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The Mahabharata
of Krishna - Dwaipayana Vyasa
translated by
Kisari Mohan Ganguli

[pub. between 1883 and 1896]

01 - Adi Parva
02 - Sabha Parva
03 - Vana Parva
04 - Virata Parva

05 - Udyoga Parva
06 - Bhishma Parva
07 - Drona Parva
08 - Karna Parva
09 - Shalya Parva
10 - Sauptika Parva
11 - Stri Parva
12 - Santi Parva
13 - Anusasana Parva
14 - Aswamedha Parva
15 - Asramavasika Parva
16 - Mausala Parva
17 - Mahaprasthanika Parva
18 - Svargarohanika Parva

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"Vyasa said, 'Unto a disciple that wishes to enquire after Emancipation after having transcended all pairs of opposites and accomplished the concerns of both profit and religion, an accomplished preceptor should first recount all that has been said in the foregoing section, which is elaborate, on the topic of Adhyatma4 Space, wind, light, water and earth counted as the fifth, and bhava and abhava and time, exist in all living creatures having the five for their constituent ingredients. 5 Space is unoccupied interval. The organs of hearing consist of space. One conversant with the science of entities endued with form should know that space has sound for its attribute. The feet (that assist at locomotion) have wind for their essence. The vital breaths are made of wind. The sense of touch (skin) has wind for its essence, and touch is the attribute of wind. Heat, the digestive fire in the stomach, light that discovers all things, the warmth that is in the body, and eye counted as the fifth, are all of light which has form of diverse colours for its attribute. Liquefied discharges,

p. 214

solubility, and all kinds of liquid matter are of water. Blood, marrow, and all else (in the body) that is cool, should be known to have water for their essence. The tongue is the sense of taste, and taste is regarded as the attribute of water. All solid substances are of earth, as also bones, teeth, nails, beard, the bristles on the body, hair, nerves, sinews, and skin. The nose is called the sense of scent. The object of that sense, viz., scent, should be known as the attribute of earth. Each subsequent element possesses the attribute or attributes of the preceding one besides its own.  1 In all living creatures again are the (three) supplementary entities (viz., avidya, kama, and karma). 2 The Rishis thus declared the five elements and the effects and attributes flowing from or belonging to them. The mind forms the ninth in the calculation, and the understanding is regarded as the tenth. The Soul, which is infinite, is called the eleventh. It is regarded as this all and as the highest. The mind has doubt for its essence. The understanding discriminates and causes certainty. The Soul (which, as already said, is infinite), becomes known as Jiva invested with body (or jivatman) through consequences derived from acts. 3 That man who looketh upon the entire assemblage of living creatures to be unstained, though endued with all these entities having time for their essence, has never to recur to acts affected by error.'" 4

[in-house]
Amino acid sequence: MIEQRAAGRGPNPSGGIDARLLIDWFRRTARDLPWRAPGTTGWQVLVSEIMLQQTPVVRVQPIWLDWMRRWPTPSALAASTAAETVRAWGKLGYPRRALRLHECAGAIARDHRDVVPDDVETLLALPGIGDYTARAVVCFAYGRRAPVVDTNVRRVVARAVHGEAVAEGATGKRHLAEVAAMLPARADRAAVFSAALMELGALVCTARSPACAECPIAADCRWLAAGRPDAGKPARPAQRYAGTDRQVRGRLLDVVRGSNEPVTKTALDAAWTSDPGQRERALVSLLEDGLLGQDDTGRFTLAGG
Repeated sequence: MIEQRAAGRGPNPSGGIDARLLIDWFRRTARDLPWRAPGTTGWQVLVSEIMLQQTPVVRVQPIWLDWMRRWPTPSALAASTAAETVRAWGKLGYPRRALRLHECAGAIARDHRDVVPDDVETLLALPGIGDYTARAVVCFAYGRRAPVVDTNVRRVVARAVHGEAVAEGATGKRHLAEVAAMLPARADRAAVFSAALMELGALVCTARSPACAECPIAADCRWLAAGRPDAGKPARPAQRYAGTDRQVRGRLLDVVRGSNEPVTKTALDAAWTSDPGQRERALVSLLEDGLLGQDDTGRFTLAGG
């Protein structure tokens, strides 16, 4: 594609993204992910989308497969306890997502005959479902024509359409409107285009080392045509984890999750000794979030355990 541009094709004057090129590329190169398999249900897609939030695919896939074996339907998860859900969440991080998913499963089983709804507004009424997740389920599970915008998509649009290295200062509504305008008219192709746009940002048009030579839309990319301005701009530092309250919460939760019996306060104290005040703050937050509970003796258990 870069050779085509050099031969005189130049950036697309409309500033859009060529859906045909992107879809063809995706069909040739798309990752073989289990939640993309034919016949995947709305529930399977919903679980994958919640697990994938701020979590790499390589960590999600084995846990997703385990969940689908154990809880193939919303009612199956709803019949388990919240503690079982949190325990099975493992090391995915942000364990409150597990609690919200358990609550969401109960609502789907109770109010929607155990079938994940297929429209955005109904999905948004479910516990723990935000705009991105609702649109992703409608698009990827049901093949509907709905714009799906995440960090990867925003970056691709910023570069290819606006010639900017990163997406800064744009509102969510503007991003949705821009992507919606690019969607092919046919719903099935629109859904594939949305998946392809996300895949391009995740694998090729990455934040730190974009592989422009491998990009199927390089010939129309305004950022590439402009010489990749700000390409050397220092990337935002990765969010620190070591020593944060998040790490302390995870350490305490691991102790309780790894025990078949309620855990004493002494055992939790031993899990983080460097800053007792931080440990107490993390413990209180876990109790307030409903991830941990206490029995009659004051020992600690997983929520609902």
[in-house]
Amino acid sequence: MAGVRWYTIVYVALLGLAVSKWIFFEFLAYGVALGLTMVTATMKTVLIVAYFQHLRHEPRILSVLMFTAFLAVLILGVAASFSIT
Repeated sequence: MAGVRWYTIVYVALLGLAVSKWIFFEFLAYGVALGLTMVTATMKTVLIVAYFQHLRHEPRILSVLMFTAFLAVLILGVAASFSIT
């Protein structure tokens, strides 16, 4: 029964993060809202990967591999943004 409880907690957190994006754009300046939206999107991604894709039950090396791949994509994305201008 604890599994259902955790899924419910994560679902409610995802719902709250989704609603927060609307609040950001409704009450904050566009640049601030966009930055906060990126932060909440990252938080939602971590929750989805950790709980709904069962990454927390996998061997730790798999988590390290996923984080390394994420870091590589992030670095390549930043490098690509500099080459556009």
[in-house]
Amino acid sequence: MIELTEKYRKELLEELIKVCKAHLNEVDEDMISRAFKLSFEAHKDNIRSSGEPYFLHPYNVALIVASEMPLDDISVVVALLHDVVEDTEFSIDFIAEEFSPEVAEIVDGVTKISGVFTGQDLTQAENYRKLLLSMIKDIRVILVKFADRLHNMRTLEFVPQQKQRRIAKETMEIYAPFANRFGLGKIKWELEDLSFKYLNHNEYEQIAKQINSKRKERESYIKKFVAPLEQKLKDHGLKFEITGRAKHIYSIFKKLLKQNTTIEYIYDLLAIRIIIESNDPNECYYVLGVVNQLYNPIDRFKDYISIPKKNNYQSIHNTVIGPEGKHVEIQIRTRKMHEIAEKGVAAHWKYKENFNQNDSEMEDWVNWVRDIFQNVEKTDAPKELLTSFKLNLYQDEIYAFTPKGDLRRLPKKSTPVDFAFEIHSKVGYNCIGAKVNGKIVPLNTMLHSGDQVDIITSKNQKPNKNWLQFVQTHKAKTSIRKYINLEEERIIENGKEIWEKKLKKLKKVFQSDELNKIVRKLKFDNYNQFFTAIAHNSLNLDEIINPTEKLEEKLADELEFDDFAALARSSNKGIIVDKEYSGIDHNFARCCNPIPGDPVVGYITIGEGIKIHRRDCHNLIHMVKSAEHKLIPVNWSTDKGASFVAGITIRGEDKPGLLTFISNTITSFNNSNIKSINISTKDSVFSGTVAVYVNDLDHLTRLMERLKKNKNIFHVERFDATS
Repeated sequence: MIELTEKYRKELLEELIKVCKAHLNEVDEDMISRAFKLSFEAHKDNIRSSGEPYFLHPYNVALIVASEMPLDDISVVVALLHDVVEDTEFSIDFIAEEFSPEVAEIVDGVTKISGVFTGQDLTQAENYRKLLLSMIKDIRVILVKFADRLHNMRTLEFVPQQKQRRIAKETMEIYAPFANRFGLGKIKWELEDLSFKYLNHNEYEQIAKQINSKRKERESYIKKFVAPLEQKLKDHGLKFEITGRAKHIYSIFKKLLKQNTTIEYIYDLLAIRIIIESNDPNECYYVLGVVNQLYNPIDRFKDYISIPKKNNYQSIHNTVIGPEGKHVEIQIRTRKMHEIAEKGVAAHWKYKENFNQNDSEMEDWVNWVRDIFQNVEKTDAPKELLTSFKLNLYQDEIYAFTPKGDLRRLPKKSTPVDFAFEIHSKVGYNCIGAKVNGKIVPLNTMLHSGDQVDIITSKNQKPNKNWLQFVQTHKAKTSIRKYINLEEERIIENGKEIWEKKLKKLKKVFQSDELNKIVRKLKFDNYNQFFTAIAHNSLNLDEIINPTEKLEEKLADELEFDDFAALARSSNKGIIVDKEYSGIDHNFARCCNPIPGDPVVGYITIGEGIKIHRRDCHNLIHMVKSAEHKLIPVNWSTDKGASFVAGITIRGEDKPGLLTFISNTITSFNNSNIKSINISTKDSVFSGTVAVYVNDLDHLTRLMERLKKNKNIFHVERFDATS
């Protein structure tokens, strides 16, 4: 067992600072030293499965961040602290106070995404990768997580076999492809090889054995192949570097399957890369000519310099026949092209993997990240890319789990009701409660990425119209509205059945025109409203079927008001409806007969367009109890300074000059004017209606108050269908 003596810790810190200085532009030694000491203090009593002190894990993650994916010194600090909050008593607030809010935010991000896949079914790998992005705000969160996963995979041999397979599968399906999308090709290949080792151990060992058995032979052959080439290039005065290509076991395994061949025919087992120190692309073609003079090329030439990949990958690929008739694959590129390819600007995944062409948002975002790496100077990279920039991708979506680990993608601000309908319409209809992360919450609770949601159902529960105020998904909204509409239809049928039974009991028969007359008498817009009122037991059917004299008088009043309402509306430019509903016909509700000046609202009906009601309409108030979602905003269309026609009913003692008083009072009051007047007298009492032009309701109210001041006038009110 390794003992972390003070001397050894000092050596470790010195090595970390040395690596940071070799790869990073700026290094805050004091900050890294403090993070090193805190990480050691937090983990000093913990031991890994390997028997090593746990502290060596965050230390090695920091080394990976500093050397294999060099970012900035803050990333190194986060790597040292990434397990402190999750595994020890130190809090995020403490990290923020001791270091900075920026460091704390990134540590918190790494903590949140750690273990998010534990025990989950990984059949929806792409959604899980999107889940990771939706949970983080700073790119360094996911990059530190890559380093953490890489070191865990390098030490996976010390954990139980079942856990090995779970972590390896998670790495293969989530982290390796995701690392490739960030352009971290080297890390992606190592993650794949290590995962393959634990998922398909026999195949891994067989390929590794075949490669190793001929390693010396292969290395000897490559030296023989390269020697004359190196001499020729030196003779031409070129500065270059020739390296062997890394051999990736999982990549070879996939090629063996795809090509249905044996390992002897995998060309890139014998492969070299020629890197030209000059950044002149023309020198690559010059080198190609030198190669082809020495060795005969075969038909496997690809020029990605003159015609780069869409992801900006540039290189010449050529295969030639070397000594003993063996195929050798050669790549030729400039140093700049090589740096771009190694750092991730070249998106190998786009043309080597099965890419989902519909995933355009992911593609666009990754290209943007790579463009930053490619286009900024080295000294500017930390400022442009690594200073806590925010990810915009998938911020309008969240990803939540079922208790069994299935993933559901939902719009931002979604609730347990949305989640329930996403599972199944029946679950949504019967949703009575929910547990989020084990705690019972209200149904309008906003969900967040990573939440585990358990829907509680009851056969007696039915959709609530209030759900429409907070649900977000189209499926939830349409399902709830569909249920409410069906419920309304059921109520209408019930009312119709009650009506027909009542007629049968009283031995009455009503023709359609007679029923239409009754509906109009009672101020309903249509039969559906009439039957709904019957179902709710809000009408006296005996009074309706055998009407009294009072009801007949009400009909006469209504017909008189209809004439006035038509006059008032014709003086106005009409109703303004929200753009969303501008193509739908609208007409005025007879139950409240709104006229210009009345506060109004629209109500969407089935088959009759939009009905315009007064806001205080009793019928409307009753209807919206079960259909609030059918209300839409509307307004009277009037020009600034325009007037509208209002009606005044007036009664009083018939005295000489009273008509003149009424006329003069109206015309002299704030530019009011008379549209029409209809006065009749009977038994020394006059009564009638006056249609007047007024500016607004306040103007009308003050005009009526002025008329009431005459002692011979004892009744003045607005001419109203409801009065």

213:4 Dwandwani is governed by anushthitah. Mahat here is elaborate. The speaker, having first discussed the subject elaborately, intends to speak of it in brief in this Section.

213:5 Panchasu is explained by the commentator as Panchatmakeshu. Hence, he properly points out that bhava and abhava and kala are included by the speaker within bhutas or primary elements. Bhava implies the four entities called karma, samanya, visesha and samavaya. By abhava is meant a negative state with respect to attributes not possessed by a thing. We cannot think of a thing without thinking of it as uninvested with certain attributes whatever other attributes it may possess.

214:1 Enlarged, the constructions of the original becomes thus: 'uttareshu (bhuteshu) (purvabhuta) gunah (santi).'

214:2 Uttarah imply the three entities known by the names of Avidya (Ignorance), Kama (desire), and Karma (acts). This part of the verse is skipped over by the vernacular translators.

214:3 i.e., the soul when invested with Avidya and desire becomes a living creature and engages in acts. It is through consequences then that are derived from acts that the infinite Soul (or Chit) becomes Jivatman.

214:4 This is a very difficult verse and no wonder that both the vernacular versions are defective. K.P. Singha gives the substance, skipping over many of the words. The Burdwan translator, though citing largely from the gloss, misunderstands both verse and gloss completely. The grammatical construction is this: Ebhih sarvaih kalatmakaih bhavaih anwitam sarvam yah akalushiam pasyati (sah) samoham karma nanuvartate. Sarvam here refers to pranijatam or the entire assemblage of living creatures. Kalatmakaih bhavaih is punyapapadi samskaratmabhih. Bhavaih is taken by the commentator as equivalent to bhavanabhih. I prefer to take it in the sense of entity. He who looks upon these as akalusham, i.e., as unstained Chit (that is, he who has a knowledge of the Soul), becomes freed from samoham karma, i.e., succeeds in becoming nishkamah in consequence of his acquaintance with atmatattwa.

Next: Section CCLIII